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Cooking and eating the American shad used to be part of any angler’s skill set. No longer. All those bones have defeated many a would-be shad eater. But here’s how to cook shad and actually enjoy it. Everything you need to know about dealing with a fish whose Latin name is “tastiest.”
There is no form of fishing I am better at than bottom fishing in the ocean. And here in the West, that means rockfish (rock cod) and lingcod. Here’s how to catch more, from gear to technique, to little tricks and tips that have helped me over the years.
I love the idea of this dish. “Glutton’s style.” Best I can tell is that it is a reference to the fact that virtually every wonderful staple in the Southern Italian kitchen is in this recipe, which will work with pretty much any fish. Tomato, capers, olives, anchovy, you name it, it’s in here.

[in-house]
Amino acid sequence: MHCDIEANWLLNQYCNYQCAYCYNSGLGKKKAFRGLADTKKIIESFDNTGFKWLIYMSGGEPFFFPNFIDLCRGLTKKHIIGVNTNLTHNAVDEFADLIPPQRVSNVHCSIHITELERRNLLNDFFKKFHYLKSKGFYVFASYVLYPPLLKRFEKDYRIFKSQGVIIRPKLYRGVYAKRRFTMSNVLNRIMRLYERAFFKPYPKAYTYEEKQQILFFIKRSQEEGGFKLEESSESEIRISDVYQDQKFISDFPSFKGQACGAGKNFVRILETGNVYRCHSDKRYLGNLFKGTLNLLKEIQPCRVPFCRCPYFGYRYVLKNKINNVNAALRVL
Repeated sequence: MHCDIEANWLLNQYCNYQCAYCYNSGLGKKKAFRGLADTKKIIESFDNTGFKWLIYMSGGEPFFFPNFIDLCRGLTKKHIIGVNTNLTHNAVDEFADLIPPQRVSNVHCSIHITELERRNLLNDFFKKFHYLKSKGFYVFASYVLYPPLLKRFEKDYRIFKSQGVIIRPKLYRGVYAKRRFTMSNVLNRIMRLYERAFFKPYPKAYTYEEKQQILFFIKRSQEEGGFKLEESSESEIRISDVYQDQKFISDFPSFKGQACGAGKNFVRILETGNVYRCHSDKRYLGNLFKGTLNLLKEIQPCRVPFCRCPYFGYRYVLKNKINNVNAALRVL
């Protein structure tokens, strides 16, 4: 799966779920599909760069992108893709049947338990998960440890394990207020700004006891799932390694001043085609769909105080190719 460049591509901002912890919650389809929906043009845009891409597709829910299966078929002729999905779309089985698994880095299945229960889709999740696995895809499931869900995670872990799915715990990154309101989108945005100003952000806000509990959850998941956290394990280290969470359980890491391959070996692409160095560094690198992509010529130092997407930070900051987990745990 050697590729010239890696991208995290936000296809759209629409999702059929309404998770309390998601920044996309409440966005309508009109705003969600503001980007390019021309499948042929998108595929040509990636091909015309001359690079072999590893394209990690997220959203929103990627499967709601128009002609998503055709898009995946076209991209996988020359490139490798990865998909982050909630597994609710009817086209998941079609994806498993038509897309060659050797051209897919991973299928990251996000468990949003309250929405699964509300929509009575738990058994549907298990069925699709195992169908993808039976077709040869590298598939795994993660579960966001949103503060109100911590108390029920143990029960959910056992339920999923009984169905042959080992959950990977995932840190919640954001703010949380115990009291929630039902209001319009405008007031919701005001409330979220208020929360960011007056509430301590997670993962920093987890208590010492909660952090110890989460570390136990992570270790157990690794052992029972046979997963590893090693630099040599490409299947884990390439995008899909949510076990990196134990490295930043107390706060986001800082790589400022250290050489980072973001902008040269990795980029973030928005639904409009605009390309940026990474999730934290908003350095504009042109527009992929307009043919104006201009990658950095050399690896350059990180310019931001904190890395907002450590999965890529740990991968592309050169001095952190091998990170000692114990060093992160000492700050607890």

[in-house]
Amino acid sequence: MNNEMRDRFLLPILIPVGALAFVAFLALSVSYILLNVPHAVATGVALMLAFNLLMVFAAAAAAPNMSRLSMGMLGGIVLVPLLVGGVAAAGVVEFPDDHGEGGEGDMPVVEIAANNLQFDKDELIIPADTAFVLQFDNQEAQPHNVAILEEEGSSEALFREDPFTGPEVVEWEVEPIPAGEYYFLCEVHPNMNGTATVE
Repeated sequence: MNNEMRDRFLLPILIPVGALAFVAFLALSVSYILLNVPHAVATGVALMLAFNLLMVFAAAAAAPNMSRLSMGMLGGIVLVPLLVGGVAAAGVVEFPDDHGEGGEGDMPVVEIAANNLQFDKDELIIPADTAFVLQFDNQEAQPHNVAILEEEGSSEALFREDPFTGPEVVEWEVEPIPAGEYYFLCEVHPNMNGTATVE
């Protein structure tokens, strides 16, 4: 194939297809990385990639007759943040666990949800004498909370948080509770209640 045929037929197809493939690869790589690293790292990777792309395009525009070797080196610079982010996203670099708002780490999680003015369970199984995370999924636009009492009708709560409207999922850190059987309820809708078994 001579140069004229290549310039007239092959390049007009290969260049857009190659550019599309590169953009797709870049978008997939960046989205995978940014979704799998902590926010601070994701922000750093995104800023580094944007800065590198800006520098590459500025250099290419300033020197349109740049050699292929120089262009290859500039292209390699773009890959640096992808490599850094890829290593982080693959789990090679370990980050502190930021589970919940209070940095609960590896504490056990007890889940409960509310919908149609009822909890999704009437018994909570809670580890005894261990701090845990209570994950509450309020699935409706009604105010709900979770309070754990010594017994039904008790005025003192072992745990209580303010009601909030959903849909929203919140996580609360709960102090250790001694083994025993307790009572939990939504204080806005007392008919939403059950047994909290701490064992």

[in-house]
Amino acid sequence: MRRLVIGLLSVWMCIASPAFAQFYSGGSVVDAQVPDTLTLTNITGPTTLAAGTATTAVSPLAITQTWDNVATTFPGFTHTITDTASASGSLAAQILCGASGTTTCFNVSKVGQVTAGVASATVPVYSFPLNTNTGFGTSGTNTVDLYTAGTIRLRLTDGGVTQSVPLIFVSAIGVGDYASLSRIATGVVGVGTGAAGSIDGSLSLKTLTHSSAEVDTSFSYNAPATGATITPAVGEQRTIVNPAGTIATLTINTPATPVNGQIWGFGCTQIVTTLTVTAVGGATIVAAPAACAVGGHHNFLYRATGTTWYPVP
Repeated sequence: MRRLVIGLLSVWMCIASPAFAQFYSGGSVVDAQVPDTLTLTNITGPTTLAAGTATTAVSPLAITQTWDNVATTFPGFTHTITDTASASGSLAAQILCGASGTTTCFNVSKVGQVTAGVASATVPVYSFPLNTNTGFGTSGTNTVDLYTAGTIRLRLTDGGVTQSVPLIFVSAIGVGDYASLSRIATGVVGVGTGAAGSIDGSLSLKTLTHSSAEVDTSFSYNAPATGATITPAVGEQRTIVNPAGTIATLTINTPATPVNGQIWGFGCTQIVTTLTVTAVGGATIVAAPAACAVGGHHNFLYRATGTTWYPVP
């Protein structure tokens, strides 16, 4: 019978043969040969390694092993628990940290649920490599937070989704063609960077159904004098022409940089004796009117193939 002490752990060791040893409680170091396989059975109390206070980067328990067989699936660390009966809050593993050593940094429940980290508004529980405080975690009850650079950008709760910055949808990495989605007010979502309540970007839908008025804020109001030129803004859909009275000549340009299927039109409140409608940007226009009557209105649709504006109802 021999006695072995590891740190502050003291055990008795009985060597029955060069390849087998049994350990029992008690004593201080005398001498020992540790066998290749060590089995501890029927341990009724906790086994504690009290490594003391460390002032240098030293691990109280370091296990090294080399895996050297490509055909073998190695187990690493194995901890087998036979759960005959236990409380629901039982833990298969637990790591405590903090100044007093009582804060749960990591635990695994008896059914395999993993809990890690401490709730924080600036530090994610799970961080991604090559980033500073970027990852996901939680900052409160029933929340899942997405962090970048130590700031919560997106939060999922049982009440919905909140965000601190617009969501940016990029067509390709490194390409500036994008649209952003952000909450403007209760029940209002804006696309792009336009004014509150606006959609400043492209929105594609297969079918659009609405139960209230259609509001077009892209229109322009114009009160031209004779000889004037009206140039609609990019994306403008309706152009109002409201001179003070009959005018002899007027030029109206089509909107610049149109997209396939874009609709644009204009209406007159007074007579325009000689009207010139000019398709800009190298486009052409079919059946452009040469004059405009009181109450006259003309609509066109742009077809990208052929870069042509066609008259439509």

Goa is a part of India that was once controlled by Portugal, and this curry is an amalgam of the two cultures. Any firm fish will work here, but I tend to use lingcod or striped bass.
When you catch a big fish, don’t forget the “collar,” the meaty bit right behind the gills. Marinated and grilled, it is a spectacular part of the fish.
One of the bedrock skills you should have as an angler — or, really, anyone who cooks fish. If you can make a good fish stock, you can get more out of the fish you bring home and boost the flavors in your seafood cooking.
Ah, the unloved bluefish. I grew up catching and eating these oily, oceanic piranhas, and I love them still. Smoked bluefish is one of my favorite smoked fish, largely because I can then make this pate from it.
Yellowfin tuna grilled rare and served over a Sicilian-style salad of tomatoes, olives, onions and herbs. What’s not to love?